Somewhere between Spike Lee’s “School Daze” and Fox News’ worst nightmare lives “Dear White People,” from first-time filmmaker Justin Simien. Samantha White (Tessa Thompson) MC’s a college radio show called Dear White People, in which she blatantly calls out her caucasian peers and points out the tendency, whether accidental or not, to participate in racist behavior in a “post-racial” society.
Her show has attracted the attention of many other students and most of the administration, and a campus paper, in search of a black perspective, recruits Lionel (Tyler James Williams), a gay black writer with a massive afro and a laundry list of interpersonal conflicts at his campus housing involving the house head, Kurt (Kyle Gallner) – who happens to be the School President’s son – and his prestigious comedy troupe.
Meanwhile, a video blogger on campus, Coco (Teyonah Perris), is forced to up her show’s ante when a reality show producer (Malcolm Barrett) comes to campus looking for a camera-ready personality to put on television. This drives Coco to team up with Kurt for his house’s annual Halloween party which, as seen in the film’s prologue, sparked a campus race riot due to racial imagery and its “hip-hop theme.”
“Dear White People” is the Obama-age racial satire Hollywood has been needing, and it’s the most funny, fearless, and original dissection of racial tension since “Do the Right Thing.” Justin Simien has a knack for fast-paced dialogue, where he is able to cram in an impressive number of perspectives. The key, though, is that each and every one of these opinions hinges on a valid truth, and the answers Simien brings to the table about 21st century race relations are not conclusive by any means.
The lead performances by Tessa Thompson, Kyle Gallner, Tyler James Williams, and Teyonah Perris are all fantastic. Thompson and Gallner rise above the rest with candid portrayals of two students at two opposite ends of the racial, financial, and cultural spectrum. The few moment where they share the screen are among the most tense in the film, and one wishes their scenes together could have been more substantial. Perris also turns in a supremely impressive performance as a young woman in one of life’s transitional periods, where we must choose who we are and who we’ll become.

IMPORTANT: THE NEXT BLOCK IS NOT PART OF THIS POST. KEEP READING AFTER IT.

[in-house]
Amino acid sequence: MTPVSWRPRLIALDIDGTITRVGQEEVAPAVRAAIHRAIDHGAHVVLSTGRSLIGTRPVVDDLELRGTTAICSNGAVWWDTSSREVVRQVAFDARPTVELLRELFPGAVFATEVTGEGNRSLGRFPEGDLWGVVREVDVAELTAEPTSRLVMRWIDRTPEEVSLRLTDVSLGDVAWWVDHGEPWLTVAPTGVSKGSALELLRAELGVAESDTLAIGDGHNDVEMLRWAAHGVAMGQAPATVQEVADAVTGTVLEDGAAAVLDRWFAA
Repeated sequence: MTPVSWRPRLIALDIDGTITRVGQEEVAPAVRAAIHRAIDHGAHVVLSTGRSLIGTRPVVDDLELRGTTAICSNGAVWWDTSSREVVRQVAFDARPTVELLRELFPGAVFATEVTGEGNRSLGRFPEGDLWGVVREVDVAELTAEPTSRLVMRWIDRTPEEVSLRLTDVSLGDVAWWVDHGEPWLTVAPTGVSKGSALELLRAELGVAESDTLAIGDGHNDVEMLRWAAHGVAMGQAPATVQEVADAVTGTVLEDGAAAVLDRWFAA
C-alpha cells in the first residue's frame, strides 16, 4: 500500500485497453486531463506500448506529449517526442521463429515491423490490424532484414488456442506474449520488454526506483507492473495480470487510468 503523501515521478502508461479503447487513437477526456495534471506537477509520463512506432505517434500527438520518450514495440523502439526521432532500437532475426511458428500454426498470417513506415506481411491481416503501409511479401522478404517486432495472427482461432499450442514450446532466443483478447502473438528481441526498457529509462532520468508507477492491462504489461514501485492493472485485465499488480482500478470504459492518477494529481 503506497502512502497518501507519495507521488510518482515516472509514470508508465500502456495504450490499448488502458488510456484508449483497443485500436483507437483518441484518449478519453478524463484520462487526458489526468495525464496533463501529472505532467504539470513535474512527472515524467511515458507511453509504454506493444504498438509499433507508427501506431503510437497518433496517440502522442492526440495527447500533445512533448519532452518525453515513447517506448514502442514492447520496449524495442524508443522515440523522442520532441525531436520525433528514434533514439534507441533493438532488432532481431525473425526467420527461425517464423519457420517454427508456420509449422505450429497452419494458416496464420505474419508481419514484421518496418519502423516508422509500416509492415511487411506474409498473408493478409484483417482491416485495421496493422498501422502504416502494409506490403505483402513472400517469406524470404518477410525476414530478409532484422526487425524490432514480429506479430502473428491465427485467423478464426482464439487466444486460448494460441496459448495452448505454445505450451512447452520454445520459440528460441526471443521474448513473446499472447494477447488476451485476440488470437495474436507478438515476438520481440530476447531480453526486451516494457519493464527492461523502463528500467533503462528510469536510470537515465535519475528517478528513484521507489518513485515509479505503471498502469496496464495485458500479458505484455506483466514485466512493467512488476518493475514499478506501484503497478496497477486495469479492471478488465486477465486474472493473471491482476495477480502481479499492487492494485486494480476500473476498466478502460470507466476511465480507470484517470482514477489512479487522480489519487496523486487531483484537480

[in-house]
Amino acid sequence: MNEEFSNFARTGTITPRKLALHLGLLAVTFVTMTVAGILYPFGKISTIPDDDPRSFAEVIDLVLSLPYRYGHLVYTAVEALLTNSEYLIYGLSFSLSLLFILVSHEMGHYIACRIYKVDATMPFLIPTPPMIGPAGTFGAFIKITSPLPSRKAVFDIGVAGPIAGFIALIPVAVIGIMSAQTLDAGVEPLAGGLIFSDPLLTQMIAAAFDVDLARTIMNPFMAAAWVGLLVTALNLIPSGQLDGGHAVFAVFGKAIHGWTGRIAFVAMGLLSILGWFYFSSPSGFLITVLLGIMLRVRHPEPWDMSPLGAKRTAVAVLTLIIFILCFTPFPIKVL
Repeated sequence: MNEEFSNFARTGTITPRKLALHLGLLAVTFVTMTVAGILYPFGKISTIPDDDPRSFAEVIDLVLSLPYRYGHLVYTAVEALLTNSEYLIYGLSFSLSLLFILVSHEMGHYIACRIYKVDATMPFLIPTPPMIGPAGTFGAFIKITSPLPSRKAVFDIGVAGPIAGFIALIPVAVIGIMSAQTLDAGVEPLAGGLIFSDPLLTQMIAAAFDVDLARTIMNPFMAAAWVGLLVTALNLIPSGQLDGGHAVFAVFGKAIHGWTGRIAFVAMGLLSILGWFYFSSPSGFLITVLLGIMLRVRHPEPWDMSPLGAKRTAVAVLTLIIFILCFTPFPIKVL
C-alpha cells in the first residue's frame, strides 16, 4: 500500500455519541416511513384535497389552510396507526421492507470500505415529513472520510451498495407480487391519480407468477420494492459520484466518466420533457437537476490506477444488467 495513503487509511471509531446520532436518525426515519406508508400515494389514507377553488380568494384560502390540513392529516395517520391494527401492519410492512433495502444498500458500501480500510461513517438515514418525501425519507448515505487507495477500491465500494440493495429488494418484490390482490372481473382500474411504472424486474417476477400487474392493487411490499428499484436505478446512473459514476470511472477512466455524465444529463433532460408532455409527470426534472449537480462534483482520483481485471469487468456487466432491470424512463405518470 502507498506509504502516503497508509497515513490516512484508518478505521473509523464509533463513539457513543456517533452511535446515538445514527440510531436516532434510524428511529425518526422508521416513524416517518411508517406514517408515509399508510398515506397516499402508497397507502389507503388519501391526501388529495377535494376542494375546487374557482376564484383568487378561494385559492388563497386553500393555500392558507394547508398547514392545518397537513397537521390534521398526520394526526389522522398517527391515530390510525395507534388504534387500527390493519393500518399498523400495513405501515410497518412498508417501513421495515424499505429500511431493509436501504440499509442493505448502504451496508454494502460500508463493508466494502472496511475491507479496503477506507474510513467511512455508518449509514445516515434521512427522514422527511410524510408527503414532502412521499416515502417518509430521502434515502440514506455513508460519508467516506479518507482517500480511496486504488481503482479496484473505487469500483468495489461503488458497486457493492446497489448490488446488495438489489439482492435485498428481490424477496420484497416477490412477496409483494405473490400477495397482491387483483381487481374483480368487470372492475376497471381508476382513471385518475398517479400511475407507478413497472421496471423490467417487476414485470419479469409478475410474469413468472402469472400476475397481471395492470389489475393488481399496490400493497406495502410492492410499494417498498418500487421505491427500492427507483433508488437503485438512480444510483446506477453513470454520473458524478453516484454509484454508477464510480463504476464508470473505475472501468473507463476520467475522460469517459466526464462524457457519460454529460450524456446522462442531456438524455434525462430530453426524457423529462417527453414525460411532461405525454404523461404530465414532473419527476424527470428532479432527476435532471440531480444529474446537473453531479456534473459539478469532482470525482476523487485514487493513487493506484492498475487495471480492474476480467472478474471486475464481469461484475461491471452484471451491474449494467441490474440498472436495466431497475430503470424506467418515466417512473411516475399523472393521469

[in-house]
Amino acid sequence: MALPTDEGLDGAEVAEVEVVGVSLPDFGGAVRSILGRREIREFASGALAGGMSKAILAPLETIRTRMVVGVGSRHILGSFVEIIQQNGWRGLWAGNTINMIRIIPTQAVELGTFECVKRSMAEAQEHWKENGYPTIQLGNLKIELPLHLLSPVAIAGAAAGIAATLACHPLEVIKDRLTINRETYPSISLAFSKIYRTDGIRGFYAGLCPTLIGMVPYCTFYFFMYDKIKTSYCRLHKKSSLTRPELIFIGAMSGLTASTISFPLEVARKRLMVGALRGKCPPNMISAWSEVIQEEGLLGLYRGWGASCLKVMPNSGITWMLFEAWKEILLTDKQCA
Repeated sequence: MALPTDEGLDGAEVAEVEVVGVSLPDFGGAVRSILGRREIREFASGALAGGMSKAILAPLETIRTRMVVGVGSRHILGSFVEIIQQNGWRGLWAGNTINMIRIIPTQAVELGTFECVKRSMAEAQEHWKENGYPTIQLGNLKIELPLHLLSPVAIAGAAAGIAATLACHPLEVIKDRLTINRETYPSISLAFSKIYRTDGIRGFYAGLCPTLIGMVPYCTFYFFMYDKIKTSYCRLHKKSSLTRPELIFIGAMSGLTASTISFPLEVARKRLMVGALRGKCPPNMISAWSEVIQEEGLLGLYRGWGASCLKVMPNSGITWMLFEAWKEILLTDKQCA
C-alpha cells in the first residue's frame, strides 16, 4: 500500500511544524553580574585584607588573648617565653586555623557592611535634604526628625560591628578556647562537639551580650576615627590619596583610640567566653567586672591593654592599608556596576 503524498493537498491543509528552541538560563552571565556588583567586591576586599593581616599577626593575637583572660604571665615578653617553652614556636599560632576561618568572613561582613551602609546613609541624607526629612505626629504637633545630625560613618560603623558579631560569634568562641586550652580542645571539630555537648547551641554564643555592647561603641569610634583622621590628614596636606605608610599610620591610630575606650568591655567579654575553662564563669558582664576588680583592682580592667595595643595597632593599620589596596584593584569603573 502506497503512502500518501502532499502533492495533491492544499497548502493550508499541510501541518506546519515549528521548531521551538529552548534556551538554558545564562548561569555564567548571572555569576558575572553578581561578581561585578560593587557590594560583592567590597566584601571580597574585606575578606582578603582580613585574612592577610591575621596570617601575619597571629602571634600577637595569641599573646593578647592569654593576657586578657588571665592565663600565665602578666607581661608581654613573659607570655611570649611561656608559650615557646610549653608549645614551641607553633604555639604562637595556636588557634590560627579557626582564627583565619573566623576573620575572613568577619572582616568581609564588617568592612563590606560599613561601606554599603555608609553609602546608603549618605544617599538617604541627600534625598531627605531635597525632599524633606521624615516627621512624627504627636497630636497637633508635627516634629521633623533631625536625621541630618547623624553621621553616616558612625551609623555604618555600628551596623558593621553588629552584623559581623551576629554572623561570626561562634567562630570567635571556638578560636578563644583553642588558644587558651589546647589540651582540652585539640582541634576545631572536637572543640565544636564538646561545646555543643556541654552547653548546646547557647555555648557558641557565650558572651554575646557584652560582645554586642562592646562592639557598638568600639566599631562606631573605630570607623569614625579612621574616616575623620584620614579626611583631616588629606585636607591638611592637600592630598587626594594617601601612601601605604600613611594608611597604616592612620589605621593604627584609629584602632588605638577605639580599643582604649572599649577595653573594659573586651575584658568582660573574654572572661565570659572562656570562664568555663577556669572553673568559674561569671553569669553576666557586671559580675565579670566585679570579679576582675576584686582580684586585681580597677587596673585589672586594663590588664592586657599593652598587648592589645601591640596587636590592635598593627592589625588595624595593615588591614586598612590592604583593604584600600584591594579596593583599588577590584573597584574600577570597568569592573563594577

And that’s really the crux of Simien’s film. As much as it is about race relations, “Dear White People” touches heavily upon the idea of an ever-changing identity, one characterized as much by self as by environment. Each student character is, at some point, faced with a decision that will ultimately change the course of their entire life, and Simien handles these moments with sensitivity and skill. As much as he may not agree with some of his characters, he understands that, and that comes through both in the writing and in the final product, which never resorts to cheap shots or unrealistic portrayals of very real issues and personalities.
However, there are times in the film when the characters talk and feel more like vices for the director’s opinions and frustrations about modern black culture. At a certain point, the monologuing about Tyler Perry or the inherent racism in university culture becomes repetitive. The characters are also, outside of their opinions, not particularly interesting, and “Dear White People” often feels like a thesis paper that’s been adapted for the screen. The interpersonal conflicts involving romance and college life are rudimentary, and the film’s only real source of originality comes from its audacious perspective on race and identity. Thankfully, this aspect of the film is so intrinsic to its narrative, that the fresh perspective and originally that is present never becomes muted.
There are no doubts that people will be ripping quotes and scenes from “Dear White People” for the next couple of eternities, and rightfully so. Simien’s film says more about race than the last 10 Spike Lee movies combined. But it’s still hampered by a reliance on first-time filmmaker contrivances, some unnecessary focus on romantic subplots, and sloppy editing that leaves the film bloated at 108 minutes. Regardless of that, “Dear White People” is necessary cinema. Like its silver-tongued protagonist, it demands to be heard.Continue Reading Issue #28
October 17, 2014
1 hr. 48 min.
Tyler James Williams, Tessa Thompson, Kyle Gallner, Teyonah Perris, Brandon P Bell, Justin Dobies, Brittany Curran, Dennis Haysbert, Malcolm Barrett